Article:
Headline findings: The learners in this study made good progress overall in reading, writing and spelling. Their confidence in themselves as users of English increased, as did the frequency with which they reported engaging in certain literacy activities in English. Read Report Here.
A total of 32 women attending classes in literacy in English for speakers of other languages (ESOL) at the Baytree Centre in Brixton took part in an evaluation in academic year 2009/10. The scheme in use for these classes was the Spalding Method, in which writing is tackled first and leads on to spelling and then reading.
The learners came from 14 countries, and between them spoke 16 languages other than English. All but a few could already read and write at least one other language, but most had limited command of spoken English; all had limited literacy in English.
Most had had little formal education before coming to the UK, and even less since arriving, and most had very basic or no formal qualifications. On average they were older than ESOL learners nationally, and they had specifically chosen Baytree’s women-only literacy courses. There appears to be very little provision for learners of this exact demographic.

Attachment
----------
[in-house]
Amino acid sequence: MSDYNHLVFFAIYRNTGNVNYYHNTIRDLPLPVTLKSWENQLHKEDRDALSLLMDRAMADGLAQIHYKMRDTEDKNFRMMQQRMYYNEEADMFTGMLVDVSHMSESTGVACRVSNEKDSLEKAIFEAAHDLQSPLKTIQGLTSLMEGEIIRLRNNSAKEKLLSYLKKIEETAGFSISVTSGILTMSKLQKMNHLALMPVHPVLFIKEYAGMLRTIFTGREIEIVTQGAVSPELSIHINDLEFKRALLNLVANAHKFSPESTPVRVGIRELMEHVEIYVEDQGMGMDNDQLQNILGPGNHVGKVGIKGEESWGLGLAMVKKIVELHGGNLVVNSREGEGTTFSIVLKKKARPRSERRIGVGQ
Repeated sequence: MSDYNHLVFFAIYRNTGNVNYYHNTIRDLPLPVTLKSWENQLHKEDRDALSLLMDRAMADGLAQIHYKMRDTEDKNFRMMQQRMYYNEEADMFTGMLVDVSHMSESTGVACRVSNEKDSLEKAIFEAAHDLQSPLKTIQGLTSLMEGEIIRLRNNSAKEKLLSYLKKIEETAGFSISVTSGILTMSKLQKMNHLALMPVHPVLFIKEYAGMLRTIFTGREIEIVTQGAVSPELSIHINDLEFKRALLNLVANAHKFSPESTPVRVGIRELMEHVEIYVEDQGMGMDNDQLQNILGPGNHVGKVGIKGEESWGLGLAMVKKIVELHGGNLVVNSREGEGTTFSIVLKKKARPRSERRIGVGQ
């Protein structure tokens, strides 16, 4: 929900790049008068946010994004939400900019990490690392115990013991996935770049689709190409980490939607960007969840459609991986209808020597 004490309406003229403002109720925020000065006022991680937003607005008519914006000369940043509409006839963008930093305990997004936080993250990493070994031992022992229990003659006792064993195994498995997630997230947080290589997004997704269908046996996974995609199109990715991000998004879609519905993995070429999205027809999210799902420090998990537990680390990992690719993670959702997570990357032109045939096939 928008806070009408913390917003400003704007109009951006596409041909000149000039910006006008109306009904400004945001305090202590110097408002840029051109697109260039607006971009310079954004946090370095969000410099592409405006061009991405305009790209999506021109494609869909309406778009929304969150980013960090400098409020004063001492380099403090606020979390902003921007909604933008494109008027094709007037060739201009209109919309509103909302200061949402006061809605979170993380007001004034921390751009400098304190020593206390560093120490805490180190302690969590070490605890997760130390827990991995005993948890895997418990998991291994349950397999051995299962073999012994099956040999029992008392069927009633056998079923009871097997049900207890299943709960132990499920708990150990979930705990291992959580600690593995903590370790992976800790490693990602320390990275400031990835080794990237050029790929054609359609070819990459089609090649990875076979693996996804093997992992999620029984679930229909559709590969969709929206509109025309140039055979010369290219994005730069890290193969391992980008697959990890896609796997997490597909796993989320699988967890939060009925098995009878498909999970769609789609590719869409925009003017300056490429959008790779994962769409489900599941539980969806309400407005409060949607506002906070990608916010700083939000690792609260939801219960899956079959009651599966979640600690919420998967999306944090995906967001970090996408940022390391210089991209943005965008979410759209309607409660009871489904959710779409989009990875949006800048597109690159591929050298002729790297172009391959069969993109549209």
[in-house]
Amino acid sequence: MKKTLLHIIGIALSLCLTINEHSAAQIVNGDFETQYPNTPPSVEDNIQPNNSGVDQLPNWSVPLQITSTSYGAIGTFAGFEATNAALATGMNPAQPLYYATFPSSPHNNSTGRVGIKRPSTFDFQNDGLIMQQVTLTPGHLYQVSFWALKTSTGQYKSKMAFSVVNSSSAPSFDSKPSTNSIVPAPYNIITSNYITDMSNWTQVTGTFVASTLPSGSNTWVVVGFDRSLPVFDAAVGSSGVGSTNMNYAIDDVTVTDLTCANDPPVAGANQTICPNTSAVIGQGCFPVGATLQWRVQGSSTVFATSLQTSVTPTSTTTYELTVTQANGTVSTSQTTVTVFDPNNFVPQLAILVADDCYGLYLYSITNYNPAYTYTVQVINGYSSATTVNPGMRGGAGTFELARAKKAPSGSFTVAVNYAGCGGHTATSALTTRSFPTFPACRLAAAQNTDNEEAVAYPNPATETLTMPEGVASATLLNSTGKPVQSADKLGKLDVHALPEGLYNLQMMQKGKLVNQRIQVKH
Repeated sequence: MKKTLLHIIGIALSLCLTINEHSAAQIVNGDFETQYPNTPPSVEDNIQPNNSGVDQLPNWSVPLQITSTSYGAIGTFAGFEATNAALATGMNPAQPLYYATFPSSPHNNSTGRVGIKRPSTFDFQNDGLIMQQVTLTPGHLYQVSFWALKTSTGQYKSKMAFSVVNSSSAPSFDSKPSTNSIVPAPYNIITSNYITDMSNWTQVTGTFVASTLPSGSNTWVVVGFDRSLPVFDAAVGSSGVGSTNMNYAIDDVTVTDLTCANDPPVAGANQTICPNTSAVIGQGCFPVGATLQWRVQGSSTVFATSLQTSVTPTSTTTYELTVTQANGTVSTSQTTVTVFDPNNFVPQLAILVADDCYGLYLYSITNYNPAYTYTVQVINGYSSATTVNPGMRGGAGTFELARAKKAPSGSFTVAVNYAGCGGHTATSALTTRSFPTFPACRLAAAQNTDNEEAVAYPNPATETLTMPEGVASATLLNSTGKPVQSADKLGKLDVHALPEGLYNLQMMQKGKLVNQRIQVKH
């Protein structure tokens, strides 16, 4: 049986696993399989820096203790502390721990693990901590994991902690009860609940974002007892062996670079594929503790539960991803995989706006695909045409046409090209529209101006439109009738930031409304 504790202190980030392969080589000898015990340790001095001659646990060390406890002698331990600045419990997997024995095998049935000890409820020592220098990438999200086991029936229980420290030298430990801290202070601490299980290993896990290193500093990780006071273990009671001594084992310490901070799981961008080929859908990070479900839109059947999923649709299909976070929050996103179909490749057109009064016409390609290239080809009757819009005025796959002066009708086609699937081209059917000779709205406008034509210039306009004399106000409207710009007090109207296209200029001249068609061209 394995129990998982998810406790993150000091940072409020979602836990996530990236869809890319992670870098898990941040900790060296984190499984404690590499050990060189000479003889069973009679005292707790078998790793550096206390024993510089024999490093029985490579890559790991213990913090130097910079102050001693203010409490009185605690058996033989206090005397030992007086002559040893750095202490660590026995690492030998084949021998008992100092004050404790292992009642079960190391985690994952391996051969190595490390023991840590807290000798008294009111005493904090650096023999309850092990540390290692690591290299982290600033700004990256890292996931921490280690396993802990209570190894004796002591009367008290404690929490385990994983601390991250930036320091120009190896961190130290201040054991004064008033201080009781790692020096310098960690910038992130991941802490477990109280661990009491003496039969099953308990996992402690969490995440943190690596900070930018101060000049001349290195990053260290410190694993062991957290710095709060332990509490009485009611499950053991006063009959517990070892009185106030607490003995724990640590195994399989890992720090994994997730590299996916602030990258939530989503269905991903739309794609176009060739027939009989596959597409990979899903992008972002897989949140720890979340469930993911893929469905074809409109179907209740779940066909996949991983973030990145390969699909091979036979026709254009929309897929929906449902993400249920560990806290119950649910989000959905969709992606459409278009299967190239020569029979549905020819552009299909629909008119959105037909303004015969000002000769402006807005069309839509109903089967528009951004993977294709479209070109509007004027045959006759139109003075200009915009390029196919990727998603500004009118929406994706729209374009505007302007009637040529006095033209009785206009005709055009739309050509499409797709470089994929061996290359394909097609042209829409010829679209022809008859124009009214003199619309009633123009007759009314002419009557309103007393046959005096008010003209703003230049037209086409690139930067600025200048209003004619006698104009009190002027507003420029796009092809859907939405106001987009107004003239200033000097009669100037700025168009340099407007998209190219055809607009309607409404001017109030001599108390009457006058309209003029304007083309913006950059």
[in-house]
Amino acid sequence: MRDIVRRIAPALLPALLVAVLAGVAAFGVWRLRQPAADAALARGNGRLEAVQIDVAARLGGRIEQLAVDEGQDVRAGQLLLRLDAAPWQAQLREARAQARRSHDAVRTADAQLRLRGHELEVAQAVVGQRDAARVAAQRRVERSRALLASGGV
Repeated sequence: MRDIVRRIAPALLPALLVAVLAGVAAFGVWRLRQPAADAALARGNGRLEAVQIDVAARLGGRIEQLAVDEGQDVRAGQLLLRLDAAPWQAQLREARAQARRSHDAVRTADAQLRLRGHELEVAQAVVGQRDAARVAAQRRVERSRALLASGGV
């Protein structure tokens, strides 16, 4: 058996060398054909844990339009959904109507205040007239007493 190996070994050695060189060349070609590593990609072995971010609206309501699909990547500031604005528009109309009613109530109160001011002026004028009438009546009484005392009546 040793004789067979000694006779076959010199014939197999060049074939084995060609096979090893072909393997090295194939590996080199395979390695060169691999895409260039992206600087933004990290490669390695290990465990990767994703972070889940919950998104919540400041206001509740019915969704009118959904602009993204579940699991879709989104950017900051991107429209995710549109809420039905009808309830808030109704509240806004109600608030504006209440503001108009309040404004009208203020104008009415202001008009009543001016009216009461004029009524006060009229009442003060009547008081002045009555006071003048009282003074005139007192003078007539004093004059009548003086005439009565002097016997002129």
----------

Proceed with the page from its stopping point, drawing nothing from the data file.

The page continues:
The learners took reading, writing and spelling tests, and completed an attitudes questionnaire, at both the beginning and the end of their courses, and the researchers each observed two teaching sessions.
Greater attendance was (unsurprisingly) associated with greater progress in reading, writing and spelling and with positive changes in attitudes. Also, greater progress in reading was associated with greater self-reported frequency and enjoyment of literacy activities. Our observations showed that the learners accepted and enjoyed the Spalding Method, including its firm structure and didactic approach.
The numbers of learners on whom full data were available were small (24 for background variables, the literacy tests, and attendance; 20 for attitudes); while these numbers were just sufficient for whole-group analyses, they would not have supported sub-group analyses. Also, this was a one-group, and therefore not a comparative, study. On both counts it would be desirable to gather more data in order to confirm the validity of the findings reported here. In particular, the use of tests which yield results which can be compared with national norms should be considered.
However, it is clear that these courses largely achieved their stated aims, and Baytree should continue to use the Spalding Method for as long as it has a teacher trained to do so, and should have others trained to deliver it. Moreover, these courses reach a demographic group which is under-served and under-researched; for both reasons, the courses should continue, and be extended to more adult ESOL learners.